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An 1829 military report referred to the area as Begas de las Gallinas, and sometimes residents referred to the area as simply Las Gallinas, but the name that has survived is Las Vegas. The Settlement became an important stop on the Santa Fe Trail and later on the AT&SF Rail Road. With the arrival of the Rail Road in 1879, Las Vegas quickly evolved into not one town but three: West Las Vegas, or Old Town, located W of the Rio Gallinas; East Las Vegas, engendered by the Rail Road, E of the river; and Upper Town, a suburb that peaked in 1870 with 796 residents and then declined.
In 1888 Las Vegas was incorporated as a city and in 1893 New Mexico Highlands University was established. A county courthouse was built in Las Vegas in 1912. Though cultural differences had historically created strong rivalries between the new and predominantly Anglo East Las Vegas and the older and predominantly Hispano West Las Vegas, they once had separate post offices, the distinction between the two cultures and architectural styles survives today with a combination of indigenous adobe architecture and a variety of Victorian architecture. Highlands University continues to be a viable educational institution and tourists are drawn to the town by its historic and cultural legacy. Traditionally a community based on agriculture, farming and ranching remain important components of the local economy.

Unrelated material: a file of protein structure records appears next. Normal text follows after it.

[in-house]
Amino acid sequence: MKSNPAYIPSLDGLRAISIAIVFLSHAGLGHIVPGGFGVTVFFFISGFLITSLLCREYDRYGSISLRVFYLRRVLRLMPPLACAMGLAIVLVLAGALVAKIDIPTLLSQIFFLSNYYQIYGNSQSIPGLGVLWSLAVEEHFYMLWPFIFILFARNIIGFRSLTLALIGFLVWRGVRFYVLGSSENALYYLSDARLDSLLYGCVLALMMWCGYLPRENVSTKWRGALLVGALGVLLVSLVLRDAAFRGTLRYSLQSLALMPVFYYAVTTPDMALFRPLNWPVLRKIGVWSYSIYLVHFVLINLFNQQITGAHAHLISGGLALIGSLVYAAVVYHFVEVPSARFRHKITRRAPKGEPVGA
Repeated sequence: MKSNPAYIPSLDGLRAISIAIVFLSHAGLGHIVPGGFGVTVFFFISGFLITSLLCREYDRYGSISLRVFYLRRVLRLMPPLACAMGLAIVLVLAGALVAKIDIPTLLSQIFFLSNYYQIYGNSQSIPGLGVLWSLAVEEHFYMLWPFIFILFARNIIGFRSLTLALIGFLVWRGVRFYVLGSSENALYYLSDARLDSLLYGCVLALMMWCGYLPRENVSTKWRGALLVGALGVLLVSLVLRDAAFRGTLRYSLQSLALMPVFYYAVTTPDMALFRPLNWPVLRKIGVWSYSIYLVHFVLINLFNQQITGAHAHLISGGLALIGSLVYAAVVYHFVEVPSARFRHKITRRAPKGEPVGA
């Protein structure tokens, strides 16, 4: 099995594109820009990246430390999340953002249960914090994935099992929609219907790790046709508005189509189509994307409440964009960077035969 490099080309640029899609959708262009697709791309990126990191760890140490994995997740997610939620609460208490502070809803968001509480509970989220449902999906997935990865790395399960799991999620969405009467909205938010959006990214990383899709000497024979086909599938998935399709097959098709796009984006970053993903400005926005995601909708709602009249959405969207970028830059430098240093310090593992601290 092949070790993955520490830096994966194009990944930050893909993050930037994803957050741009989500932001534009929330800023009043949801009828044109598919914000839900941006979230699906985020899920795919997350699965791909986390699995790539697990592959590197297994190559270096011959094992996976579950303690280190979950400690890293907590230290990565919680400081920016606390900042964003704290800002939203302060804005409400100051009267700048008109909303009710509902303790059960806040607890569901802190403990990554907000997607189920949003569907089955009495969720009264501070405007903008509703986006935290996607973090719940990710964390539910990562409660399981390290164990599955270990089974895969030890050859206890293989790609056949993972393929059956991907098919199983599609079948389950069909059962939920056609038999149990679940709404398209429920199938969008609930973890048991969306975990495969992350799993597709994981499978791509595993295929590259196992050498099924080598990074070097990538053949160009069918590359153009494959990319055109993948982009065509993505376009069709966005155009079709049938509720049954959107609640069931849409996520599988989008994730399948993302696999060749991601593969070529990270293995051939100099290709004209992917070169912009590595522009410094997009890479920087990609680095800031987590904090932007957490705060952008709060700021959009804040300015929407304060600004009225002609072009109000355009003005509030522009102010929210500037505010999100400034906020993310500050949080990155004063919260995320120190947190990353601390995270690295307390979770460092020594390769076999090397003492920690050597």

Julyan, Robert. Place Names of New Mexico 2nd ed., University of New Mexico Press, 1998.
Historical Gazetteer of US-New Mexico